Independent Work: Choice, Necessity, and the Gig Economy

Authors: James Manyika, Susan Lund, Jacques Bughi, Brussels Kelsey Robinson, Jan Mischke, Deepa Mahajan
Date published: October 2016

Why did we select this research?

To better understand the independent workforce and what motivates the people who participate in it, McKinsey Global Institute surveyed more than 8,000 people across Europe and the US on their income, professional satisfaction, and aspirations for work in the future.

Key findings

The report, Independent work: Choice, necessity, and the gig economy, finds that up to 162 million people in Europe and the United States—or 20% to 30% of the working-age population—engage in some form of independent work. While demographically diverse, independent workers largely fit into four segments: free agents, who actively choose independent work and derive their primary income from it; casual earners, who use independent work for supplemental income and do so by choice; reluctants, who make their primary living from independent work but would prefer traditional jobs; and the financially strapped, who do supplemental independent work out of necessity.

  • Digital platforms are transforming independent work, building on the ubiquity of mobile devices, the enormous pools of workers and customers they can reach, and the ability to harness rich real-time information to make more efficient matches. Today these online marketplaces are used by 15 percent of independent workers.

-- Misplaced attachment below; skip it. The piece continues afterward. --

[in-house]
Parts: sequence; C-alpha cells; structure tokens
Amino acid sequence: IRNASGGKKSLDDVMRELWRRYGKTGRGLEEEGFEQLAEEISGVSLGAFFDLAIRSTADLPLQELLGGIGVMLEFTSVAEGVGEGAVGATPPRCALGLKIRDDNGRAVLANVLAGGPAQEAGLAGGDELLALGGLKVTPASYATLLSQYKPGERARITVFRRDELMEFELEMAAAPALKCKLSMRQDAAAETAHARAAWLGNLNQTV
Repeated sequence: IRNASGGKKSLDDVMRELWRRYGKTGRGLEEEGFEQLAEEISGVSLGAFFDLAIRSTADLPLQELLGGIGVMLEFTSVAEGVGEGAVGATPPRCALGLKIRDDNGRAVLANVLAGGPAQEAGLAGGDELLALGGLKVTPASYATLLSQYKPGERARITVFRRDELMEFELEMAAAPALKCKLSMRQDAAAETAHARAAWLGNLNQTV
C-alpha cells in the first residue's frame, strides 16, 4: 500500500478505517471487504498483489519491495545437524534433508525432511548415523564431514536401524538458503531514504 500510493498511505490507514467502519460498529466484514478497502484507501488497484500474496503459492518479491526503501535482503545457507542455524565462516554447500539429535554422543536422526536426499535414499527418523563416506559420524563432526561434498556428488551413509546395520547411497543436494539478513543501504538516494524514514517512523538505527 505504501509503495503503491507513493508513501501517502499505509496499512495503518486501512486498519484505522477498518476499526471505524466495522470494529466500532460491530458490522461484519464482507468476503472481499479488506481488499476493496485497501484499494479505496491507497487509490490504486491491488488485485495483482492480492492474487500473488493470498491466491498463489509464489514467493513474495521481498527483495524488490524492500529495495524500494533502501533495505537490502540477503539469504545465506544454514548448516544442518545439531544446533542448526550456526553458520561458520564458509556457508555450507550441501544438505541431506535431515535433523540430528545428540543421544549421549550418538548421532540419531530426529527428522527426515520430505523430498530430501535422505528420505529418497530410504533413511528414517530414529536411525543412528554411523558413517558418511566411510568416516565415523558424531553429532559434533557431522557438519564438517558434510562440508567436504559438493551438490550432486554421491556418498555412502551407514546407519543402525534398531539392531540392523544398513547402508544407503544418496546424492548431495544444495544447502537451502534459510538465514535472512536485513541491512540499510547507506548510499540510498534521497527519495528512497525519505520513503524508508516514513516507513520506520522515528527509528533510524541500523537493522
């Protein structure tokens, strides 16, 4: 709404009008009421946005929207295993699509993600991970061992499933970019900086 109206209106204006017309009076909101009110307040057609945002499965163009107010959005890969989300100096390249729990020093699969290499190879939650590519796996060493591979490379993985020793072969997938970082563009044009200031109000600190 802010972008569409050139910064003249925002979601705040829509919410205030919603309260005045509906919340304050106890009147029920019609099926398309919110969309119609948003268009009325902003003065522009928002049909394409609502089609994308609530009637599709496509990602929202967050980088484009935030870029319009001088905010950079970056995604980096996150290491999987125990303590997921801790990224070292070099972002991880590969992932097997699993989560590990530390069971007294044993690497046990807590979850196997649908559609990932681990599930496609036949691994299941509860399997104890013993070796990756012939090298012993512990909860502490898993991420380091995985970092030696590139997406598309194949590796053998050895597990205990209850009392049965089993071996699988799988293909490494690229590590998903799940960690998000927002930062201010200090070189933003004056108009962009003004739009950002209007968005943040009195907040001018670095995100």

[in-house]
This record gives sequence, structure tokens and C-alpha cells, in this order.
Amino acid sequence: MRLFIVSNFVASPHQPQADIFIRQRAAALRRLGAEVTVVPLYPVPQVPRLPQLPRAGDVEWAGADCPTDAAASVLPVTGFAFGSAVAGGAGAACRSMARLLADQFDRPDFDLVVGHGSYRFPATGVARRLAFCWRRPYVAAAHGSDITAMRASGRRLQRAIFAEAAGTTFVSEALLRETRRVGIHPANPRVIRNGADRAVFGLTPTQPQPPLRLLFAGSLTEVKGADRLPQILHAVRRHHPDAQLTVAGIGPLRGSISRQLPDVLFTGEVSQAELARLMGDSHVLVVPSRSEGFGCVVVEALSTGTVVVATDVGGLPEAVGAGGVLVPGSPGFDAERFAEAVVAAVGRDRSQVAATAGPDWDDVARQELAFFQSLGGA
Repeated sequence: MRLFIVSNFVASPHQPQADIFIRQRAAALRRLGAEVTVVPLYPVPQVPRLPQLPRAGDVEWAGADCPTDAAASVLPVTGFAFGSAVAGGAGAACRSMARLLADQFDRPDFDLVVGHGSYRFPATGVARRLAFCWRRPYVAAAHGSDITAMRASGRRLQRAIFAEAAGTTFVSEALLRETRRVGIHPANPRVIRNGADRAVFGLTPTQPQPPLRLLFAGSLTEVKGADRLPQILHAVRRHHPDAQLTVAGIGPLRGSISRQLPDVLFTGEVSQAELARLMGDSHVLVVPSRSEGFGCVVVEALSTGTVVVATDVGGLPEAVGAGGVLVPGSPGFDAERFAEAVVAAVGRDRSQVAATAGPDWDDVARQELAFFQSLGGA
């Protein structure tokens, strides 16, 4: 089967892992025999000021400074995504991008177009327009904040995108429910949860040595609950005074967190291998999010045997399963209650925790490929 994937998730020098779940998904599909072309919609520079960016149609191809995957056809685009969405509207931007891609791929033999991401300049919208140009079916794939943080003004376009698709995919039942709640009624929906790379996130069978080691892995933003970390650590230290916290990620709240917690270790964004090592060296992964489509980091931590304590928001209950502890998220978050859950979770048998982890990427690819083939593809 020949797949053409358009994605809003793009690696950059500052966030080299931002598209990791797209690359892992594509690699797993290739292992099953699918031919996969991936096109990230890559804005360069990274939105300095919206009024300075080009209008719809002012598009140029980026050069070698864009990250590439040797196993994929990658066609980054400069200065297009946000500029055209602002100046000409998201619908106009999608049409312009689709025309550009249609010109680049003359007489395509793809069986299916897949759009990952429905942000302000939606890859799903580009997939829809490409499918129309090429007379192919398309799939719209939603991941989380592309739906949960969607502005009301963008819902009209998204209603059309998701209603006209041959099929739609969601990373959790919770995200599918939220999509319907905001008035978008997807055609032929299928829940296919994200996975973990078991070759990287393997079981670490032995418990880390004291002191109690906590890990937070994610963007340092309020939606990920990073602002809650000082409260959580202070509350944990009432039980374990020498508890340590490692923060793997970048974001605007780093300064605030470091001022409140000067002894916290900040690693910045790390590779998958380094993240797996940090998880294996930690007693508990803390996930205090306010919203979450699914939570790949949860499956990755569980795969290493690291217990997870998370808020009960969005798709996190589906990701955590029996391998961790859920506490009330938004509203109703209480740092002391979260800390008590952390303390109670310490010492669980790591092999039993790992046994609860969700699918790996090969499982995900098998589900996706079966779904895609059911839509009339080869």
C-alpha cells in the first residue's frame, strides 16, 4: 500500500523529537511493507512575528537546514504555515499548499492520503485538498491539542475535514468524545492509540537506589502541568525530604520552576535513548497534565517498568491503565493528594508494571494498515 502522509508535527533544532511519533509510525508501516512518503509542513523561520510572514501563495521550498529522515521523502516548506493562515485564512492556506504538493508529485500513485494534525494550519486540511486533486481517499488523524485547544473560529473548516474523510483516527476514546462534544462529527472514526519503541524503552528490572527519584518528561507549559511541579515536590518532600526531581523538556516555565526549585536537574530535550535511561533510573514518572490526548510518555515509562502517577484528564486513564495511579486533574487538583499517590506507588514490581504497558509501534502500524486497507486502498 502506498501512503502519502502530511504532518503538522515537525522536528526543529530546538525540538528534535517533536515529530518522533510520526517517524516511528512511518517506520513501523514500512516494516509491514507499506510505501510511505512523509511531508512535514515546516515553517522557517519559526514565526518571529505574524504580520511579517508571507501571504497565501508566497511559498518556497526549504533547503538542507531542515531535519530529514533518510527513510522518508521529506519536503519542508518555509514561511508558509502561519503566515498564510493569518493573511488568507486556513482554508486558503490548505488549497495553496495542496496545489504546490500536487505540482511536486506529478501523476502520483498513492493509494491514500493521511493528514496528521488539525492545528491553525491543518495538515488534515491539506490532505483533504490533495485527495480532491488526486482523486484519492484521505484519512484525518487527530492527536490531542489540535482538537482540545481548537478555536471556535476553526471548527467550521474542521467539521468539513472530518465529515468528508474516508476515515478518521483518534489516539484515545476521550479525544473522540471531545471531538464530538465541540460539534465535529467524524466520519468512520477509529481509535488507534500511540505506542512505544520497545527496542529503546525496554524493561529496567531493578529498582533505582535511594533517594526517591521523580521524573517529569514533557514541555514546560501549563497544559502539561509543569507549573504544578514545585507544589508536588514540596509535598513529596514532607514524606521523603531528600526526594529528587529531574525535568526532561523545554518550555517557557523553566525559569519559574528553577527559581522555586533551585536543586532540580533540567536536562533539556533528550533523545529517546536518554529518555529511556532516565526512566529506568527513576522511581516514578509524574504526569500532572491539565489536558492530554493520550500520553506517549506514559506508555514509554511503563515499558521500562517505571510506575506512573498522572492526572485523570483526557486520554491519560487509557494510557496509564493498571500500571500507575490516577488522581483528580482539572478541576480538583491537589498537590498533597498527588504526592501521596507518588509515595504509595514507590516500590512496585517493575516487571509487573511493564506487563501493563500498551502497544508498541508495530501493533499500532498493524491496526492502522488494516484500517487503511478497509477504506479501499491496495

• More than 50% of independent workers in all survey countries are supplemental earners (traditional jobholders who do independent work on the side).  Four in ten supplemental earners derive less than 10 percent of their income from independent work.
  • Low-income households are more likely to participate in independent work—and to do so for lack of better alternatives. About half (48 percent) of the earners with less than $25,000 in household income participate in independent work, and 37 percent of them do so out of necessity.
  • There is gender parity in independent work – equal shares of men and women (39%) participate in independent work –  but men are more likely to be free agents and women are more likely to be supplemental earners.


Manyika, J., Lund, S., Bughin, J., Robinson, K., Mischke, J., & Mahajan, D. (2016). Independent work: Choice, necessity, and the gig economy. McKinsey & Company. October. Retrieved from: